Prior to an tough loss to K-Mart’s Nuggets, the Nets’ Alonso Mourning defied a gag order and continued to vent about the direction of Bruce Ratner’s franchise. From the Bergen Record’s Al Iannazone.

Earlier in the day, Mourning spoke with disappointment and disgust about his first meeting with Ratner. That encounter Monday left Mourning more convinced than ever that the Nets’ principal owner cares more about relocating than winning.

“I just asked him, other than the fact that it’s an investment and you want a return, tell me the reason why you bought this team,” Mourning said.

“And, you ask anybody in here, he said, ‘To move it to Brooklyn.’ I just shook my head.

“I mean, I didn’t hear ‘to win, to win a championship.’ I didn’t hear that come out of his mouth,” he said.

Ratner addressed the Nets at their practice facility Monday before they left for Denver. Everyone was in attendance except Jason Kidd, who was off-site rehabbing his left knee.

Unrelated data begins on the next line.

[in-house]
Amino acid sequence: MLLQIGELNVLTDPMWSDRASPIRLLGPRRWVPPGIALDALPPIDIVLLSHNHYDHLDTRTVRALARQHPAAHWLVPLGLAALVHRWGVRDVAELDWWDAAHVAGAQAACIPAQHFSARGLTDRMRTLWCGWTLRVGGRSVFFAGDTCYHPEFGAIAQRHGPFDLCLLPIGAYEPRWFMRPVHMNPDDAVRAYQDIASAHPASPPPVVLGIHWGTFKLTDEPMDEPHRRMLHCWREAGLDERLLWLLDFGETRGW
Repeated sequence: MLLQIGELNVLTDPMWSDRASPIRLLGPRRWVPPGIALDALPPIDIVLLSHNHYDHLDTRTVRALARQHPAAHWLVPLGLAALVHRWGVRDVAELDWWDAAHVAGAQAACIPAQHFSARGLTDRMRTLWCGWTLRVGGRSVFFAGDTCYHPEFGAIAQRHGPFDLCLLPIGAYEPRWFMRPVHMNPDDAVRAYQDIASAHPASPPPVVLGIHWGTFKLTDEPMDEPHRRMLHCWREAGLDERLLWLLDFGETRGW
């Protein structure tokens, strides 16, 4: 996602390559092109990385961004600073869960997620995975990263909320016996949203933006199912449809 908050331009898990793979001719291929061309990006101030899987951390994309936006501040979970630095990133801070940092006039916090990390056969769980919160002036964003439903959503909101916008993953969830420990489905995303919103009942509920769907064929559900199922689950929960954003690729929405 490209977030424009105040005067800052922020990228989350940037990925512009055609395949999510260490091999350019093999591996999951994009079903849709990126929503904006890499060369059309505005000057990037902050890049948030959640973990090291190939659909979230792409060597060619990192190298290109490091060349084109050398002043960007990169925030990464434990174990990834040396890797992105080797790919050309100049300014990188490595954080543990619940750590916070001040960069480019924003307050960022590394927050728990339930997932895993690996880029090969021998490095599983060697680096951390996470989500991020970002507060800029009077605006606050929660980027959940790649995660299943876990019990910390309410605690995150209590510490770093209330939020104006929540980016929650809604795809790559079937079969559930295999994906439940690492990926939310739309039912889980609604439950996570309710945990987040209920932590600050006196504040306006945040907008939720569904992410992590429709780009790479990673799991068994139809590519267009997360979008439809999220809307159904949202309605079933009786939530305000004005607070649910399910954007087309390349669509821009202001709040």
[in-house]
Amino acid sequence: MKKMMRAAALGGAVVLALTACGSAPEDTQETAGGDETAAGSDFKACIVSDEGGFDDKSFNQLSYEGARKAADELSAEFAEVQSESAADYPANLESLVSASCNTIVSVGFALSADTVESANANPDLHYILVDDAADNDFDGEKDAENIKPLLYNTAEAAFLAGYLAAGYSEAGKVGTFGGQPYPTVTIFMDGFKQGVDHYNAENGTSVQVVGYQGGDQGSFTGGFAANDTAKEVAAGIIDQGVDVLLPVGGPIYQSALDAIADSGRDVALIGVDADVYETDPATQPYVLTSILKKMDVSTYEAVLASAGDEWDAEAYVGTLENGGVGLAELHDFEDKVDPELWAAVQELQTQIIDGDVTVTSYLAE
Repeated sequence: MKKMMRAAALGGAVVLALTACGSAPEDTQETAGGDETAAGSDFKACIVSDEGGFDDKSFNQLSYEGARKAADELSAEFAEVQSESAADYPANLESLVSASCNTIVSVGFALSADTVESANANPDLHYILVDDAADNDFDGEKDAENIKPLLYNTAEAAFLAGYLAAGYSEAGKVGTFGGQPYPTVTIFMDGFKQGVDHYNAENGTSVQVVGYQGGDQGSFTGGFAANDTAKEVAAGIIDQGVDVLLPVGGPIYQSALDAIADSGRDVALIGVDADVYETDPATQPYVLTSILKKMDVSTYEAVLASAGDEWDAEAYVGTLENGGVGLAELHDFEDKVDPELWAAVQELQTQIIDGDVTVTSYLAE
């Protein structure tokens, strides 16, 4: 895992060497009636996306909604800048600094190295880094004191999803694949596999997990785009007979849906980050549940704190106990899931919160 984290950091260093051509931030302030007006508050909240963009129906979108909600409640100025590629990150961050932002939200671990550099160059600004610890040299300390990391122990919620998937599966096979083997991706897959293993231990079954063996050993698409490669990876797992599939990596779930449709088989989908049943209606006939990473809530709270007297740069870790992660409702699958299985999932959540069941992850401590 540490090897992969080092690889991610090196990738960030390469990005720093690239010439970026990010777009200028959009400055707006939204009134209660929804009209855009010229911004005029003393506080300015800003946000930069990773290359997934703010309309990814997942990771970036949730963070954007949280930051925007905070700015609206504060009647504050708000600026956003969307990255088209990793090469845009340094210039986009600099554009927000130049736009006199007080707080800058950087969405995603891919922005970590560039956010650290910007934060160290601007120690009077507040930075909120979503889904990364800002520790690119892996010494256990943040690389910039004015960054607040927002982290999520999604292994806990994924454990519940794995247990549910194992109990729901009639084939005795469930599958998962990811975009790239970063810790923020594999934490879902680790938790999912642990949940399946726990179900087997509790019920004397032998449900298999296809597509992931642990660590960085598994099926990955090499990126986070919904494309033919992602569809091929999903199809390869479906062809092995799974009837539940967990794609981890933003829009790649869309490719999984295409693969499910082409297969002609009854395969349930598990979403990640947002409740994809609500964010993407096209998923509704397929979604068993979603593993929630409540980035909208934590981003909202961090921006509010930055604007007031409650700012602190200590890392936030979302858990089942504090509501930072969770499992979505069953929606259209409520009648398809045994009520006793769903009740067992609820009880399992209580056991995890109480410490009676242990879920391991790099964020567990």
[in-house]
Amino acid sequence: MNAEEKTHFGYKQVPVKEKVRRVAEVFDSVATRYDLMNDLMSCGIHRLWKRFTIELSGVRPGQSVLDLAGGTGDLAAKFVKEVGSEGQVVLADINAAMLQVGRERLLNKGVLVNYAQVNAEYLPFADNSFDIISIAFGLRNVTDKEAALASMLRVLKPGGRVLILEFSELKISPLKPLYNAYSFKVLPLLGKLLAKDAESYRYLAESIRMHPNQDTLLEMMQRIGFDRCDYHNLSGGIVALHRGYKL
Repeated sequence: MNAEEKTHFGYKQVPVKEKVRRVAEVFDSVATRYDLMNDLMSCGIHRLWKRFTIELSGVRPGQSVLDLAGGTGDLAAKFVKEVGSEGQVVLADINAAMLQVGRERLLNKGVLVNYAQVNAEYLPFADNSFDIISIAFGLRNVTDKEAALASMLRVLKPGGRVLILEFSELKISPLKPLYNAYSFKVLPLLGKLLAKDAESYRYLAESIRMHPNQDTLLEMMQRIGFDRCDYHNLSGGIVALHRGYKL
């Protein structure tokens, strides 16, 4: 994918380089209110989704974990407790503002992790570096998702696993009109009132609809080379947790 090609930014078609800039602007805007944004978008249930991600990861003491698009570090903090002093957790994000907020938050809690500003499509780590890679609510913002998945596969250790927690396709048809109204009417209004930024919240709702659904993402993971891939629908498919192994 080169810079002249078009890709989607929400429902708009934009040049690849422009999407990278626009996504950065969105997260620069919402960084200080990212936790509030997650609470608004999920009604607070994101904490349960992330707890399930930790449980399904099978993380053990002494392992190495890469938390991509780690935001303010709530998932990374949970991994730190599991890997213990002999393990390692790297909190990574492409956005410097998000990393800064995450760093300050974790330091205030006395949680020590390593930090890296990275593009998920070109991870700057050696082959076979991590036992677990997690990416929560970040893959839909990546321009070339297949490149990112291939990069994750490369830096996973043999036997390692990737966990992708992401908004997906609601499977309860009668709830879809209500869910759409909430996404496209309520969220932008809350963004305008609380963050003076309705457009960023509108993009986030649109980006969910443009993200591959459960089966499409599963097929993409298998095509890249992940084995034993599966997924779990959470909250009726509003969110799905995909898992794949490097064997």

It was the first time Ratner, who purchased the Nets for $300 million, spoke to the team as a whole. At the end of the 10-minute meeting Ratner asked if there were any questions.

Mourning, upset with the many off-season moves starting with letting Kenyon Martin go to Denver, had the only question.

Although Mourning wasn’t satisfied with Ratner’s answer, Nets president Rod Thorn said it was “innocuous,” and that Ratner said, “he wanted to win.”

Ratner spokesperson Barry Baum issued this statement: “We won’t discuss specifically what Mr. Ratner said to the team in private beyond confirming that he met with the players, he thanked them for their enormous effort and made it extremely clear he wants to win.”

Mourning said he “didn’t get that from the conversation.”

Mourning also sounded appalled that it took this long to meet Ratner, who prefers to stay behind the scenes. On opening night, Ratner donated $25,000 to Mourning’s charity. Thorn presented the check.

“Any chief investor in a franchise, in order for your players and the people who work for you to be even more dedicated and for them to work their butts off on the court, you’ve got to show some personal interest as well,” Mourning said. “This is my first time meeting him. Going through what I’ve gone through, I would just [have] expected to meet him a long time ago.”